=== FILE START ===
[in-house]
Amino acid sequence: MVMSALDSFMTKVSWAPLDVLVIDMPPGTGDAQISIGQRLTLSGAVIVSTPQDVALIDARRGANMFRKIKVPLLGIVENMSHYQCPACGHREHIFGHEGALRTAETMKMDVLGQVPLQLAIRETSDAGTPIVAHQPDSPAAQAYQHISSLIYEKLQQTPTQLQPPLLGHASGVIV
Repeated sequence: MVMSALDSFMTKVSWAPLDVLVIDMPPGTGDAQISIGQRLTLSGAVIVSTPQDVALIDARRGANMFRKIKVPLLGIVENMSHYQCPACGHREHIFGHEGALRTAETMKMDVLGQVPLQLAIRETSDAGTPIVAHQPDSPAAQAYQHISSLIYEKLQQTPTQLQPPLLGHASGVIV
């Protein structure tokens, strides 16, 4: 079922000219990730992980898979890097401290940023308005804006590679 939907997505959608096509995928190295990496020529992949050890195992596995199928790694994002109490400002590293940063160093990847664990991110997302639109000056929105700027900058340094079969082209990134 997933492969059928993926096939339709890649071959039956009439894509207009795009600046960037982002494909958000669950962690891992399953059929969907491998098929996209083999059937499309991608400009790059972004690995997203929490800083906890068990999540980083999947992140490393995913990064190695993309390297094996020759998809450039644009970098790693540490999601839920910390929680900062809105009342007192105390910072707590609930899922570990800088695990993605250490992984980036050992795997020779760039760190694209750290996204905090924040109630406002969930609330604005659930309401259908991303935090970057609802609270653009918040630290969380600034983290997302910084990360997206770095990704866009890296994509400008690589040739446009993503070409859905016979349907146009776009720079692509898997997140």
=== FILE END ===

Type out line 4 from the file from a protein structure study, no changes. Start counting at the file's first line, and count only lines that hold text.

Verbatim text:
């Protein structure tokens, strides 16, 4: 079922000219990730992980898979890097401290940023308005804006590679 939907997505959608096509995928190295990496020529992949050890195992596995199928790694994002109490400002590293940063160093990847664990991110997302639109000056929105700027900058340094079969082209990134 997933492969059928993926096939339709890649071959039956009439894509207009795009600046960037982002494909958000669950962690891992399953059929969907491998098929996209083999059937499309991608400009790059972004690995997203929490800083906890068990999540980083999947992140490393995913990064190695993309390297094996020759998809450039644009970098790693540490999601839920910390929680900062809105009342007192105390910072707590609930899922570990800088695990993605250490992984980036050992795997020779760039760190694209750290996204905090924040109630406002969930609330604005659930309401259908991303935090970057609802609270653009918040630290969380600034983290997302910084990360997206770095990704866009890296994509400008690589040739446009993503070409859905016979349907146009776009720079692509898997997140």